The main downside here is that I am unable to send GIFs to my kids… and I pretty much communicate exclusively through GIFs soo…..
A really great way for your kids to interact with actual classmates is through Google Hangouts. Many school districts use a Google Account for your child. As they sign into things like Google Classroom and Canvas they can chat with their teacher or classmates through Google Hangouts. Yesterday my son’s teacher did a Google Hangout for the whole class, and it really helped him!
Google Hangouts offers live video chats and messaging, and they are usually already connected to those in their school or class.
Other Ways To Connect
Aside from the standard social media apps, there are actually some other really fun ways to connect with your friends!
Have a Netflix Party
If you all have a Netflix account, you can have a live Netflix Party. You install the Chrome extension on your computer, and then open the video you want to watch with all of your friends inside the Netflix website. Then you click the button in Chrome to start your party! You can open up a chat session and everyone can chat during the show. It’s almost just like watching it with your friends sitting next to you.
Create a Story
My daughter loves writing stories, and now that we are house-bound, she has been collaborating on a Google Doc with her friend to write a novel. They take turns writing chapters and giving each other feedback. It’s been a really great way for her to still create and have fun with her friends.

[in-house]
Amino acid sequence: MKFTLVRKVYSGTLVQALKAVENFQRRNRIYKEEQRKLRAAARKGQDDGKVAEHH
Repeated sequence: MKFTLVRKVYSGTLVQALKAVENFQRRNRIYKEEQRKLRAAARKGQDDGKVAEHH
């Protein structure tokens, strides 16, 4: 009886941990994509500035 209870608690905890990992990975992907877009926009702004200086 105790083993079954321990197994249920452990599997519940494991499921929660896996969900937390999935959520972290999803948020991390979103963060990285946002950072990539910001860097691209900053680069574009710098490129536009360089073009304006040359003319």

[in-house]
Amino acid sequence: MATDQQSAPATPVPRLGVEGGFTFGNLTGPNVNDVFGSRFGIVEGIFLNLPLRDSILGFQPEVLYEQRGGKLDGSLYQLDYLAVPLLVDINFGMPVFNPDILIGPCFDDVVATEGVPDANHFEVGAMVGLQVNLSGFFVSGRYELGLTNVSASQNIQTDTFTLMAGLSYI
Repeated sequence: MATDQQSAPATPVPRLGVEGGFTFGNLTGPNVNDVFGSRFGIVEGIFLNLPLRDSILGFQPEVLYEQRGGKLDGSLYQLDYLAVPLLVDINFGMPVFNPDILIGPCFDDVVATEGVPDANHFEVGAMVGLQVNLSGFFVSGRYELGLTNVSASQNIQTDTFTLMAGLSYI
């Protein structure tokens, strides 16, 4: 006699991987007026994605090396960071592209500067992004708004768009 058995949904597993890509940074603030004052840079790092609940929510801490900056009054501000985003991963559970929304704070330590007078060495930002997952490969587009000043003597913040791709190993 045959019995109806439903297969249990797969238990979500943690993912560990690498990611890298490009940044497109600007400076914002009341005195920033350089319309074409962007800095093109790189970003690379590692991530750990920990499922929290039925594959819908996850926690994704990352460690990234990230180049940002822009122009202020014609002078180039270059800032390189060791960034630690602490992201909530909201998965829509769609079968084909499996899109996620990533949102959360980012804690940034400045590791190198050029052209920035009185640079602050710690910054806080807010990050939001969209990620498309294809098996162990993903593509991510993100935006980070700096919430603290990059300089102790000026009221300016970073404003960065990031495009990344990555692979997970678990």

Play Video Games
With very limited options for social interaction, playing video games with your real-life friends can feel just like you are together. Whether it is on your Nintendo Switch, PS4, XBox or even just Minecraft on the PC, you can get your friend’s gamer ID and connect with them to play together. Minecraft even allows you to create your own server so their friends can connect with each other and play privately.
My daughter LOVES to play Splatoon on the Nintendo Switch online with one of her best friends since they can’t hang out together right now. As long as you require your children to know the person they are playing online, you should be able to keep them safe from any predators.
Relax the Screen Time Restrictions
Under normal circumstances, screen time is pretty limited in our house. If they want more, they usually have to do an extra chore, read a book or go outside for a bit. These days your kids will be spending a LOT of time on their screens. Between their online school lessons and homework, they will likely use up most of their allotted screen time.
In these social distancing days, I recommend relaxing the restrictions a bit. For most kids, this will be the only social interaction they are able to get. Being isolated is not fun, and the easier we can make it for our kids to communicate with their friends, the better off they will be when this is all over.
Good luck to all of us. We can get through this!
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Sarah Kimmel is a digital parenting coach and family tech expert. She has spent the last 16 years of her career as a Microsoft Certified IT Manager supporting over 100 small businesses. During that time she started Family Tech LLC to help families understand and manage the technology in their home. She has regularly appeared as a family tech expert on KSL News, BYUtv and Studio 5, and has been invited all over the world from tech companies like Lenovo, Verizon, Microsoft, Dell, and Samsung. Find out more on her website SarahKimmel.com